Sport related concussion: definitions, diagnosis, management and legal implications
The Australian Institute of Sport and the Australian Medical Association published a paper in January 2017 to define sport related concussions and provide recommendations to be implemented in sport settings to reduce the incidence of concussions. The ultimate goal of the article is to define what a concussion is, and raise awareness to ensure safety and welfare of Australians participating in sport by providing the latest guidelines on concussion diagnosis, management and return to play policy.
This topic is particularly close to me as I have passionately researched traumatic brain injury for over 25 years, mostly on the severe spectrum of the condition.
Concussion and the law
The recent US$ 765 million settlement of the class action initiated by 5,000 retired football players against the National Football League has generated global coverage on the topic, raising widespread arguments from the entities involved including sports regulatory bodies and associations, colleges & schools, medical associations, research institutions, and most importantly the people suffering from neurodegenerative symptoms.
In the prominent US lawsuit, “plaintiffs accused the NFL Parties of being aware of the evidence and the risks associated with repetitive traumatic brain injuries, but failing to warn and protect players against the long-term risks, and ignoring and concealing this information from players”. In re: National Football League Players’ Concussion Injury Litigation, No. 2:12-md-02323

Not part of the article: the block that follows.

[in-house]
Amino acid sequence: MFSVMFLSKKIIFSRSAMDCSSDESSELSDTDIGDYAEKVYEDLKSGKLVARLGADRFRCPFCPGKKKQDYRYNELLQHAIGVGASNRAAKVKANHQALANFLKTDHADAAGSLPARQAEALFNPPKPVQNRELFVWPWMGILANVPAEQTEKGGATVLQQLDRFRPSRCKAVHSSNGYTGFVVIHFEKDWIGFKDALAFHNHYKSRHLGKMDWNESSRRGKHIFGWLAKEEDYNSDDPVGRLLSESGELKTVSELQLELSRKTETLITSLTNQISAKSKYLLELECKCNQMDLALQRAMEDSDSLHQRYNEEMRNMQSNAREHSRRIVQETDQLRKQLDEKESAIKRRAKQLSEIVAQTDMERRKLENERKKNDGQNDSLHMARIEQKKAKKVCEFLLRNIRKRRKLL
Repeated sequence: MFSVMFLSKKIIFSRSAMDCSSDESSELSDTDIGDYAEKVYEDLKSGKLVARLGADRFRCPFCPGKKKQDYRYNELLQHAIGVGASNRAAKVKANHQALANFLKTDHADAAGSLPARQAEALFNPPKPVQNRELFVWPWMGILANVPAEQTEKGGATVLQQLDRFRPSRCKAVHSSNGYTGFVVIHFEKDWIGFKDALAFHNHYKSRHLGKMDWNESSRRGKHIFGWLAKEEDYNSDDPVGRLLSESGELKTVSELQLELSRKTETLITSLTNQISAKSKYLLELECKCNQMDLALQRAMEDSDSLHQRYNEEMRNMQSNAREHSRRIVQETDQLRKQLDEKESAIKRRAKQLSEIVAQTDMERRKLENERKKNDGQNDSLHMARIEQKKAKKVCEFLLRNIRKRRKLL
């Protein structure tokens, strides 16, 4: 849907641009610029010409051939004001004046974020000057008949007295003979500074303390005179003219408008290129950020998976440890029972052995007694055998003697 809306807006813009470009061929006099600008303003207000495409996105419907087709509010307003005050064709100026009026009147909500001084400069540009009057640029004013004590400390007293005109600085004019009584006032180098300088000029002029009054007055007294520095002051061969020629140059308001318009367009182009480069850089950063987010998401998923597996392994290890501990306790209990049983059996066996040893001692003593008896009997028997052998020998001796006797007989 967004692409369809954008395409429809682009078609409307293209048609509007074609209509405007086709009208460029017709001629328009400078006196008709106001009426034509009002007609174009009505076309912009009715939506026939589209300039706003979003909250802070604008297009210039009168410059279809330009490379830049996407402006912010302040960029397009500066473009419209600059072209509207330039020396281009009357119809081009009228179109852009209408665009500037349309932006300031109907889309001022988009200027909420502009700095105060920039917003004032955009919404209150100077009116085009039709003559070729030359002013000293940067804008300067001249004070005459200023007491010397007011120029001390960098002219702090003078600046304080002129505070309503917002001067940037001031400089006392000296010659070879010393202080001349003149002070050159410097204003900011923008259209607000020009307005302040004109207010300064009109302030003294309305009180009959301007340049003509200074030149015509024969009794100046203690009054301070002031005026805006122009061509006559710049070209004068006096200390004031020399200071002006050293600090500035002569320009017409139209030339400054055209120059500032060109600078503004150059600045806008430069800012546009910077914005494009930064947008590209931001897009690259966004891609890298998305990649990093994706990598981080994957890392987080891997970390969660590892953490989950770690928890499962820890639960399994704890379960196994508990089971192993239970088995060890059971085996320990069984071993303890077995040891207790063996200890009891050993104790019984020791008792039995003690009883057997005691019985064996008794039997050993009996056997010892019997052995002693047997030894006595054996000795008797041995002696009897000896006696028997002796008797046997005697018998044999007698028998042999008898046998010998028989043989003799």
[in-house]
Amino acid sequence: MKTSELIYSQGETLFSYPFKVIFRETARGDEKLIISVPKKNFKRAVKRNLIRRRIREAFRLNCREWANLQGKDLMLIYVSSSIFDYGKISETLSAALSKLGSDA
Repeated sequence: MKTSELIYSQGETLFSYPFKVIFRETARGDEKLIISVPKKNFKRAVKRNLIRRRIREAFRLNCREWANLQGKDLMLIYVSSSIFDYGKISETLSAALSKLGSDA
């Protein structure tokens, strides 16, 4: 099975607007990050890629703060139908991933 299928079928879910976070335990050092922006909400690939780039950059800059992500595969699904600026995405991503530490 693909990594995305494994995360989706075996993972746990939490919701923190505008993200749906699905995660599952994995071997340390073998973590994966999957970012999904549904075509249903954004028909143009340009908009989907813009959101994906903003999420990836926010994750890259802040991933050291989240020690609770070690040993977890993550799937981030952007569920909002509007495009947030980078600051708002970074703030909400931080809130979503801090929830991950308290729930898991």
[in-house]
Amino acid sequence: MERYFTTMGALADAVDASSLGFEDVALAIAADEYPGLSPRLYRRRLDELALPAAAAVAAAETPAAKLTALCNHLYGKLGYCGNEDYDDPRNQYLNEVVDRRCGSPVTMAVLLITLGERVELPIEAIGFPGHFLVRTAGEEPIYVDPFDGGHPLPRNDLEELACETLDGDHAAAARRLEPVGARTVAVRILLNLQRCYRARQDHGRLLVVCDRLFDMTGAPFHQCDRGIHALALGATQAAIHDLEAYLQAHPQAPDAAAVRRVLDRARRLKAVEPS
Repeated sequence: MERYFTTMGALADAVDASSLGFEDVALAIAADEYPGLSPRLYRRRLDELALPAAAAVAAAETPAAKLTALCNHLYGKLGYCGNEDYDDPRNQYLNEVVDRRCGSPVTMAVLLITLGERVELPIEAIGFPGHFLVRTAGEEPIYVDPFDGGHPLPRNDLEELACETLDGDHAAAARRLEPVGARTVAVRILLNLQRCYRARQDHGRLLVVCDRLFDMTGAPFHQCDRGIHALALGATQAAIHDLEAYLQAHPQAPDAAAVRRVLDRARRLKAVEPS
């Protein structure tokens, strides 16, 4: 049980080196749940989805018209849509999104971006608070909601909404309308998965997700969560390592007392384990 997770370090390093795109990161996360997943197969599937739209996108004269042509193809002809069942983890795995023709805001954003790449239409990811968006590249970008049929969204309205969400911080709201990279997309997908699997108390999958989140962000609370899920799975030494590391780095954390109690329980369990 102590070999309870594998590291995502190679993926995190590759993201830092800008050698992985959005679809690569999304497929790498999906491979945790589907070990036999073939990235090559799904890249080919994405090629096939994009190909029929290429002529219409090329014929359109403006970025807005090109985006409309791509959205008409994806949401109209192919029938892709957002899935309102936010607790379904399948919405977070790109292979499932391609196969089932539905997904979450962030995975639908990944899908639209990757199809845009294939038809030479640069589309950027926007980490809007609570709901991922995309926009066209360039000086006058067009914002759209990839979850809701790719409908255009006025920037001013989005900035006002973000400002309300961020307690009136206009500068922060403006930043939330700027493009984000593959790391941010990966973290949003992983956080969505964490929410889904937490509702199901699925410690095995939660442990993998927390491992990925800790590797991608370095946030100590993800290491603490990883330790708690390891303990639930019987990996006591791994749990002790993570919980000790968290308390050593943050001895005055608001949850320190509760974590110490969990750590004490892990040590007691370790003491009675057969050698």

In Australia, the medical profession is confronted with several challenges surrounding the impact of concussion in sport, including its definition, diagnosis, management and prevention in our country where sport is broadly practised at recreational and professional levels. Sport related concussion remains an underestimated epidemic. It has been reported that in the US alone, a range of 1.6 to 3.8 million concussions occur every year. In the US, the annual cost of sport related concussion has been calculated to be US$ 1.6 to 3.8 million.
In the Australian Football League (AFL), it is estimated that 5-6 concussions occur each season for each team, whereas in Australian Rugby (NRL), 10% of all players sustain a concussion over 1-3 seasons. In Victoria, there was an increase of 605 recorded sport related concussions from 2002 to 2010. Approximately 1 in 13 AFL players will have a concussion in each season and of that, 5 to 6 concussions occur in each team per season. In non-professional rugby, 10% of players have one or more concussions over 1 to 3 seasons.
Concussion in the young and female brains
In children, 1 in 5 will sustain a concussion before the age of 16 years. Teens are more prone to brain damage because their brains are still undergoing processes of plasticity and myelination until they are 25 years old. Thus, any head injuries may potentially alter brain development. The way we assess concussion in children and teenagers differs from adult concussions. The identification of concussion in kids is made more difficult as parents often do not report symptoms to health professionals.